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NHL playoffs: Solving Henrik Lundqvist critical to Capitals’ chances
NEW YORK — When coach John Tortorella said Wednesday that goaltender Henrik Lundqvist meant “everything” to the New York Rangers, even that seemed like an understatement. No one player was more important to getting the Rangers into the Stanley Cup playoffs than the Vezina Trophy finalist.
“He’s the backbone of our club,” Tortorella said.
He’s also the player with the best chance to change the complexion of a playoff series, something the Washington Capitals know all too well. As the Eastern Conference quarterfinals go on, the Caps continue to evolve in their understanding of how difficult it is to beat Lundqvist.
“It’s tough to beat him anywhere,” defenseman Mike Green said. “I think that the quicker you can get a shot off with him, the better chance you’ll have. As soon as he gets position on you, 9 times out of 10 he makes the save. So we’ve got to move the puck laterally and make sure that he can’t get over quick enough for our shots.”
Even seeing Lundqvist in the postseason three of the past four years and enjoying some success against the 31-year-old didn’t unlock too many secrets. What the Caps know is that it’s not just about getting a lot of shots on net because he can shrug them off.
“He’s a top goalie, and you can see how he play right now, especially in Game 2 when we have lots of chances on him,” captain Alex Ovechkin said. “You just have to find lots of traffic, maybe find the rebound. It can’t be clear shot. It have to be like somebody stand in front of the net because if he gonna see the puck, he gonna save it.”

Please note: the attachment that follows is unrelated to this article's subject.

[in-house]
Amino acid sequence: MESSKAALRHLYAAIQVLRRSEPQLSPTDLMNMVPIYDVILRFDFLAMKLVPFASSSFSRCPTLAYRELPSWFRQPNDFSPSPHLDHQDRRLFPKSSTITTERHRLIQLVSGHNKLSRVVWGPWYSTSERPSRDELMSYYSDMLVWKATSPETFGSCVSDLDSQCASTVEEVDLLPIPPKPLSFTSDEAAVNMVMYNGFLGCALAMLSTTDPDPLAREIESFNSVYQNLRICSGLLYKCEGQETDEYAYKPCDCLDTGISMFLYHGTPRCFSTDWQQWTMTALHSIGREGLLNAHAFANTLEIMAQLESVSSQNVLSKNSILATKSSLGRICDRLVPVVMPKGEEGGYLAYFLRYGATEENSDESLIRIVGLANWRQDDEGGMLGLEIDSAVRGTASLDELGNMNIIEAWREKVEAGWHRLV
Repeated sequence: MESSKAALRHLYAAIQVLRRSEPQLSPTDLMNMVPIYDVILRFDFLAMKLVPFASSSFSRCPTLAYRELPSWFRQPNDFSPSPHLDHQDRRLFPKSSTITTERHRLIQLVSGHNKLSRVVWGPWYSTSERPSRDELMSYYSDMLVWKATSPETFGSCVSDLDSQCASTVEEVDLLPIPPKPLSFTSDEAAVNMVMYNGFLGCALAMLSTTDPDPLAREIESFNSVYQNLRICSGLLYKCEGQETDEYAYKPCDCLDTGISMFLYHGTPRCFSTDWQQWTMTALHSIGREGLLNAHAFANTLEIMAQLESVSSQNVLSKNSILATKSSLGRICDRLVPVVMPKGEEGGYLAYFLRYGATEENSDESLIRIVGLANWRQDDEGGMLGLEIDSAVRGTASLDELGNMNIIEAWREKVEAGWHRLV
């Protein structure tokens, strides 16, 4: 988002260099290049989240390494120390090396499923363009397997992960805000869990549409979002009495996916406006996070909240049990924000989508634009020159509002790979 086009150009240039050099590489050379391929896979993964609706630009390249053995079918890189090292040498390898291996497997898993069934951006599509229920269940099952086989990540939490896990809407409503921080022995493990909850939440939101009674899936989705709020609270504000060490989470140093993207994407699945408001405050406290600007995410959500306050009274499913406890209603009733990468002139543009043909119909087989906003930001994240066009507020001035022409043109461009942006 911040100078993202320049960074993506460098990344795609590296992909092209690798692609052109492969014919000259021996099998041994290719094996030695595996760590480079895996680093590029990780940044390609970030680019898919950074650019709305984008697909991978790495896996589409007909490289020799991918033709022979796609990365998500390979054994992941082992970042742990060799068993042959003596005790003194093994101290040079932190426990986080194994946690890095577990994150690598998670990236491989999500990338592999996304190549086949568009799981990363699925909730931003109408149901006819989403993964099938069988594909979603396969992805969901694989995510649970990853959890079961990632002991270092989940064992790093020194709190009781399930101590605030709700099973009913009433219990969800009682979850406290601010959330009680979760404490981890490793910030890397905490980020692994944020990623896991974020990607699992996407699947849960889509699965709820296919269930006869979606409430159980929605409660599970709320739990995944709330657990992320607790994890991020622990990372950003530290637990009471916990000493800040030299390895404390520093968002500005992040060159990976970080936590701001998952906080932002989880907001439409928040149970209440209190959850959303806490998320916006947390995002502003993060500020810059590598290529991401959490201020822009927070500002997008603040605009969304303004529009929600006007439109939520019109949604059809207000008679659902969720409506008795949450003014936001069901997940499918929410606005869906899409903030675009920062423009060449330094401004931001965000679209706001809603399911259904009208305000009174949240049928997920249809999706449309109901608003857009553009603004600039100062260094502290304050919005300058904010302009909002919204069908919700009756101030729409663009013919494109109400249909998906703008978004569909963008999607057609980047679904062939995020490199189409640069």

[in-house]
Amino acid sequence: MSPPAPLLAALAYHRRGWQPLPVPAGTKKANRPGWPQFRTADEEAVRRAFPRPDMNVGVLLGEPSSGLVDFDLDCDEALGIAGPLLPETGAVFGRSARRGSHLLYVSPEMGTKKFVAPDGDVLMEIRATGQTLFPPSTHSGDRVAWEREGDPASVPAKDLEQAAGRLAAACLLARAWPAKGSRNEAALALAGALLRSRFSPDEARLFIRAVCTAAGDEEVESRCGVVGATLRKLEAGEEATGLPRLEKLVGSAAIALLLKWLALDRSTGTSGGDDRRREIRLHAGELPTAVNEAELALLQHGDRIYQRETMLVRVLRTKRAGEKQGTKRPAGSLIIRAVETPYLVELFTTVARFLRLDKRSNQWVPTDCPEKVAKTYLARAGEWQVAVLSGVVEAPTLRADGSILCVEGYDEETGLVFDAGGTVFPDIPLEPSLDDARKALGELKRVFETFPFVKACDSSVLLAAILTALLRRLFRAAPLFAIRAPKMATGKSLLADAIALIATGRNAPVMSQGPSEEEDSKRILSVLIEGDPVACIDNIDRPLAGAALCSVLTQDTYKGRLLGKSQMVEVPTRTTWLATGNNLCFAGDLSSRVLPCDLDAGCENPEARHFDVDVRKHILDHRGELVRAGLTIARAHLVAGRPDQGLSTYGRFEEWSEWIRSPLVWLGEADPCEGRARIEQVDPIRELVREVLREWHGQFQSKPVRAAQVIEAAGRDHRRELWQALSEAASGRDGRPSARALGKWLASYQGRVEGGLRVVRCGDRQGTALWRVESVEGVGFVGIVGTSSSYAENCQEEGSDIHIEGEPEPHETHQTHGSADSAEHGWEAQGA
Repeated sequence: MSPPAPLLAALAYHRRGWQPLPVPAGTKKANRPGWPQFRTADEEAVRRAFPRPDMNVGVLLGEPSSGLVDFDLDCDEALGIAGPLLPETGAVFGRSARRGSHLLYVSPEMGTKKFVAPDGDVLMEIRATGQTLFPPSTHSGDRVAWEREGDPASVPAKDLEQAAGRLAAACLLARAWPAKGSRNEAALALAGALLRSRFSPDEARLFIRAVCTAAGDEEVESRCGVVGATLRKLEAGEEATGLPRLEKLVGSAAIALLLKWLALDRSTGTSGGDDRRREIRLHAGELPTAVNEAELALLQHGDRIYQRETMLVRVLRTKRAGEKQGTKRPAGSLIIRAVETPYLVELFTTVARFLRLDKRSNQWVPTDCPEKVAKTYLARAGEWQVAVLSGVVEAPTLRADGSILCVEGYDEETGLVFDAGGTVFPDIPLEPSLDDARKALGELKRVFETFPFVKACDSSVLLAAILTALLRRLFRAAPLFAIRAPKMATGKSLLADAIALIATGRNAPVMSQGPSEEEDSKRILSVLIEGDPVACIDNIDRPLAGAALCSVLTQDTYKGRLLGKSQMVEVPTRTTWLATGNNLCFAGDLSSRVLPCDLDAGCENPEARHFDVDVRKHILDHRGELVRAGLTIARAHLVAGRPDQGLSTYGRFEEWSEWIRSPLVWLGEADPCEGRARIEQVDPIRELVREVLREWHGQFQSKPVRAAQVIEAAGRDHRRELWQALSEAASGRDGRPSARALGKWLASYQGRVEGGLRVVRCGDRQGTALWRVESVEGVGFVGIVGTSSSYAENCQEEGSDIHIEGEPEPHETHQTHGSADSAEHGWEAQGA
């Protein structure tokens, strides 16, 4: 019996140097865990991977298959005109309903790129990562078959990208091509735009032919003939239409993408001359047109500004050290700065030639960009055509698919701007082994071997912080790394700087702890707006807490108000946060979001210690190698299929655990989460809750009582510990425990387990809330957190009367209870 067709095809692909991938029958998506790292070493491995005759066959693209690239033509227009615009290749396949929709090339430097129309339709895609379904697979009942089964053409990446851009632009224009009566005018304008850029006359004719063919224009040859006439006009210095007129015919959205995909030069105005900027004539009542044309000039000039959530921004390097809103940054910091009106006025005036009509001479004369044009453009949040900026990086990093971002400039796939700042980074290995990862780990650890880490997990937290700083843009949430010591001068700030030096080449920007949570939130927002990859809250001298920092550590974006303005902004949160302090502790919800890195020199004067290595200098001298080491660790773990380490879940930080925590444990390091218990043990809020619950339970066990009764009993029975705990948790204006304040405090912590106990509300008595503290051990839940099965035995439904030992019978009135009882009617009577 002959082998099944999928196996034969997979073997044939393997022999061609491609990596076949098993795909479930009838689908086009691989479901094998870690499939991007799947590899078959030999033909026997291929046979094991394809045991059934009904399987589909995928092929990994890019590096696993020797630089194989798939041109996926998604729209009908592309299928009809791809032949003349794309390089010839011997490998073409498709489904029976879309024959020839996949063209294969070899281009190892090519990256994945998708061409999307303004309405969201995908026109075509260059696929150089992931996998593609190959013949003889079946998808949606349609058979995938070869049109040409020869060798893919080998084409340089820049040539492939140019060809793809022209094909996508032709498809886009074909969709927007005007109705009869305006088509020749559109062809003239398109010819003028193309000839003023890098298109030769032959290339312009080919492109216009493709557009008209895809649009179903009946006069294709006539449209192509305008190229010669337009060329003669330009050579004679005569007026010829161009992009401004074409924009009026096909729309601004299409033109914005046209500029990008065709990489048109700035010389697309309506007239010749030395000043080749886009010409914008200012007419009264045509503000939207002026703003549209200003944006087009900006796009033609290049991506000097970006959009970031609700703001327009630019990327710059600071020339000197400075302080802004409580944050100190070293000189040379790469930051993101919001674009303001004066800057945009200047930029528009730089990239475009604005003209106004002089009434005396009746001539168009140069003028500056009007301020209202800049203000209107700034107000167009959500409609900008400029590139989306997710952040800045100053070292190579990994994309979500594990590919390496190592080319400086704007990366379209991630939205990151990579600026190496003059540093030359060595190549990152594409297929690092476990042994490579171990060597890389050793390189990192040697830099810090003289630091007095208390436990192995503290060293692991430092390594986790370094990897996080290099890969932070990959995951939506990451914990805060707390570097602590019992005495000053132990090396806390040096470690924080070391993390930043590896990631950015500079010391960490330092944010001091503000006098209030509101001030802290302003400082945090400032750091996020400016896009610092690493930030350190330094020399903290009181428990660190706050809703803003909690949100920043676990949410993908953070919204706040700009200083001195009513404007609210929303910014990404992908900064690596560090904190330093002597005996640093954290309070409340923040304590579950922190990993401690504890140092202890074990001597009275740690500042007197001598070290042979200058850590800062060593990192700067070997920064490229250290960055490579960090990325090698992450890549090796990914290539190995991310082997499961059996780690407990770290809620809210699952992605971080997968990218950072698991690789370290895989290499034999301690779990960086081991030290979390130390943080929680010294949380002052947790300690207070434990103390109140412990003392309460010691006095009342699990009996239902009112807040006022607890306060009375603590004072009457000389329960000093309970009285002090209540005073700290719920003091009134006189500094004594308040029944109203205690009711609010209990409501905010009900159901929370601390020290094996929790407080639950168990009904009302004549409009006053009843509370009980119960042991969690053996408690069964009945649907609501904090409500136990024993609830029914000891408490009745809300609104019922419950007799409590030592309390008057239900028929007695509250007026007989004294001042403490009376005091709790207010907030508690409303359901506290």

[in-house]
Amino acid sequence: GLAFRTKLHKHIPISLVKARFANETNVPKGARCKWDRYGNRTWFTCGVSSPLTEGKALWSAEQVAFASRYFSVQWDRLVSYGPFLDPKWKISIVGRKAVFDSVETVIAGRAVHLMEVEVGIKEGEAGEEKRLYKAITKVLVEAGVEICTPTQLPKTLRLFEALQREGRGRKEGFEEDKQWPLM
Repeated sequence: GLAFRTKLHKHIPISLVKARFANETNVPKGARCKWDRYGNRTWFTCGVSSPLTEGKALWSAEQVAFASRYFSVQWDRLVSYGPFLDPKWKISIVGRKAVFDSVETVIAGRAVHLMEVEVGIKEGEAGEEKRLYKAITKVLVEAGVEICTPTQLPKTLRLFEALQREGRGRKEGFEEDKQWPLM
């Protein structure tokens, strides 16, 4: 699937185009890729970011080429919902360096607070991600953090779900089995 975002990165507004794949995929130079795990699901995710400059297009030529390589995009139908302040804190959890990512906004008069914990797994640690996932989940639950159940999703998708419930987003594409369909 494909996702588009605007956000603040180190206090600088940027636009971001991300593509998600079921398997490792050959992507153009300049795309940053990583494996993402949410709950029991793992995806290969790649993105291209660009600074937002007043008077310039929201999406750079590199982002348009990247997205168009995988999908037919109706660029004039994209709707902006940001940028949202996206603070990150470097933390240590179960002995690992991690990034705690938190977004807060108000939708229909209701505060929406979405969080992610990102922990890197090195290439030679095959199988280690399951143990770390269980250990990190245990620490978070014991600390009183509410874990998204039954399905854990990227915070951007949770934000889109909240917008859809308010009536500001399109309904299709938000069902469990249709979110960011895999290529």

That’s the book on Lundqvist, and it’s one way the Caps scored goals early in the series: generate traffic and use screens. That’s not even a perfect formula because the veteran netminder’s positioning and instincts allow him to make stops even when he doesn’t see the puck.
“He plays deep in his net, so it gives him an extra second to make that save or come across,” defenseman Karl Alzner said. “He’s obviously smart. He knows how to read the play and usually where the pucks are going to come from.”
It doesn’t help the Caps that New York is a shot-blocking team that likes to clog shooting lanes and cause frustration in the offensive zone. Coupled with Lundqvist’s abilities, it’s a difficult set of problems to overcome.
“Their team is based around him. They play to his strengths,” Caps goaltender Braden Holtby said. “Obviously, everyone knows how talented he is. But, just like [Game 3], we did a good job putting traffic in front of him. Like the old saying, everybody hates traffic and backdoor tap-ins. If we can do that, we’re doing a great job offensively, and the goals will come.”
When the Caps scored three goals in Game 3, they figured it should have been enough but lost 4-3.
“We should be able to win that game,” right wing Troy Brouwer said. “Goals are hard to come by. … When we do score three goals, we have to be able to get a win out of it. There’s not too many where you’re going to be able to get three or more goals by him.”
The onus is on Caps players to continue to find ways to beat Lundqvist because he rarely if ever beats himself. Unlike Marc-Andre Fleury, who has hurt his Pittsburgh Penguins with soft goals in their series with the New York Islanders, Lundqvist is a strength for the Rangers.
Lundqvist takes pride in continuing to improve, even while tying for the league lead with 24 victories during the regular season.
“For me, it was important to ask myself the right questions during the season,” he said. “We were not winning as much but I have to look at my game: ‘Am I doing the right thing here? Do I need to change something?’ Even though it’s a team sport, it’s about what I’m doing. I have to look at myself, and when I’m doing my best I’m going to help the team to do well.”
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